I have noticed that people, especially young people, tend to have really messy inboxes. Back when I was in primary school — which was about 12 years ago now — email was the shit. You were only cool if you had one. My classmates and I would sign up to a lot of different email subscription services and then boast how many unread emails we had sitting in our inbox. I guess there was a linear correlation between unread notifications and our projected social status, which made us feel somewhat more important. Fast forward a decade, and there I was sitting in front of my laptop — and a Mail icon that showed about 10k unread emails. I never for a second bothered opening the app.
Looking back, there were a multitude of reasons why my email inbox clogged up. On one end, there were social media platforms, launching continuous attacks on my inbox with new friend notifications, like notifications, and their god-knows-what-other-junk notifications. On the other side, there were companies that bombarded me with their endless arsenal of marketing pitches, hoping that maybe I would click their CTA button if they had sent me one more email, or yet another one. How the hell did they get my email anyway?
Oh marketers are cunning. Only when I started browsing more mindfully did I realise their sneaky tactics. Notice how when you visit a new website, a very annoying pop up light-box almost always decides to hack your view? They look something like this:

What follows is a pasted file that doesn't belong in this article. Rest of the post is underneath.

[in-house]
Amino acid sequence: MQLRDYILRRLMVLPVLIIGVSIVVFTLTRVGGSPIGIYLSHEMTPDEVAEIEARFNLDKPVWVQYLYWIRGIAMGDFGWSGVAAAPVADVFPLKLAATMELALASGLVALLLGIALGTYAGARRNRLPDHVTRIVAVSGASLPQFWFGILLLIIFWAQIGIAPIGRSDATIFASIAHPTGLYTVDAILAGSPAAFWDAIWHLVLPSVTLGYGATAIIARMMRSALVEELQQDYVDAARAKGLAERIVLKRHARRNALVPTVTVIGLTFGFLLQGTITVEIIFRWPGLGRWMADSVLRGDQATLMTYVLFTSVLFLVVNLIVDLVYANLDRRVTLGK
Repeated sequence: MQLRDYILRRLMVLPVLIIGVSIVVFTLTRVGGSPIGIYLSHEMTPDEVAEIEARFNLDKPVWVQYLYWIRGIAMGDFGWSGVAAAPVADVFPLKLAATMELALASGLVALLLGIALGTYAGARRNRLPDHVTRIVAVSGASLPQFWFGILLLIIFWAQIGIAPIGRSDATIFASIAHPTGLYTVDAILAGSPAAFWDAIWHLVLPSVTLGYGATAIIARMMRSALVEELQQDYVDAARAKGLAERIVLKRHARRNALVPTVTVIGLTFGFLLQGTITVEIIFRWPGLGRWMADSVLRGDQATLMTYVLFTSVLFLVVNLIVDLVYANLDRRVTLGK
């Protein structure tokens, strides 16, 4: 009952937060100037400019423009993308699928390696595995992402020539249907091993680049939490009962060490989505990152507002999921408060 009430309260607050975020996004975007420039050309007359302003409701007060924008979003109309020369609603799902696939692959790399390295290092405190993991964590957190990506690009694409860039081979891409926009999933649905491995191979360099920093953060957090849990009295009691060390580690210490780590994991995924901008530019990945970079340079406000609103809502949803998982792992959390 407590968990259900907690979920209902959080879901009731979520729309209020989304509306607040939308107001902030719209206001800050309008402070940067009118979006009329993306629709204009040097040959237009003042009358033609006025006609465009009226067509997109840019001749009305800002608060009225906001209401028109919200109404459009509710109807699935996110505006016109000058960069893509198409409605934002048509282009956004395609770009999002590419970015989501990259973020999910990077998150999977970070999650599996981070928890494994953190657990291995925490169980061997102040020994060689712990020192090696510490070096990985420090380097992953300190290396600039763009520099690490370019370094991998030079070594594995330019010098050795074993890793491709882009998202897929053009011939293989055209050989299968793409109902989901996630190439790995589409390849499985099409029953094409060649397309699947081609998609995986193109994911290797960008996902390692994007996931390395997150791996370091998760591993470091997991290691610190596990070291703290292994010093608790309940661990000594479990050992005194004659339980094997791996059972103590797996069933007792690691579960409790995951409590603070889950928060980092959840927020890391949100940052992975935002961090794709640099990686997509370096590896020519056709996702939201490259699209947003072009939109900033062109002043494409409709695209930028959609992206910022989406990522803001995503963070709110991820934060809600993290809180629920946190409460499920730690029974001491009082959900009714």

- Sign up to our newsletter and get a FREE 24-page e-Book worth $199
- Get FREE exclusive tips every week by signing up to our email newsletter
- Enter your email below and get 10% off your first order
These promotions are not just intrusive, they were created with the sole intent of obtaining your email address. They also make it seem like the world is going to end if you decide not to enter your email. The ‘close’ buttons are usually riddled with phrases like “No, I don’t want to get more likes on Instagram” or “No, I don’t want to live healthier”. Besides the fact that they are mostly misleading, it’s just pure evil to force people to click on such buttons.
Don’t get me wrong, email can be a truly powerful tool. They’re free, they’re quick, and they’re (mostly) simple to use. They’re accessible from pretty much anywhere, and allows instant access to unlimited information and files. These features make email an indispensable constituent of most modern businesses and industries. Email is also a great source of high quality information, especially with the ever-increasing prevalence of cloud computing services which makes storing and sharing data easier than ever.
However, due to its relative ease of use, its features are often exploited by a lot of figures in business. Email is one of the biggest contributors to information overload. With more and more messages stockpiling your inbox by the day, some messages will eventually be left unread or simply dismissed — especially if someone decides that it’s no longer sensible to go through their overflowing inbox.
At my lowest (or rather highest) point, I had about sixteen thousand unread emails. You may have more, or you may have less. The point is, your inbox is probably already unmanageable if you have not taken control of it already. You just don’t sort out 16k messages, unless maybe you’re an private investigator, or a psychopath.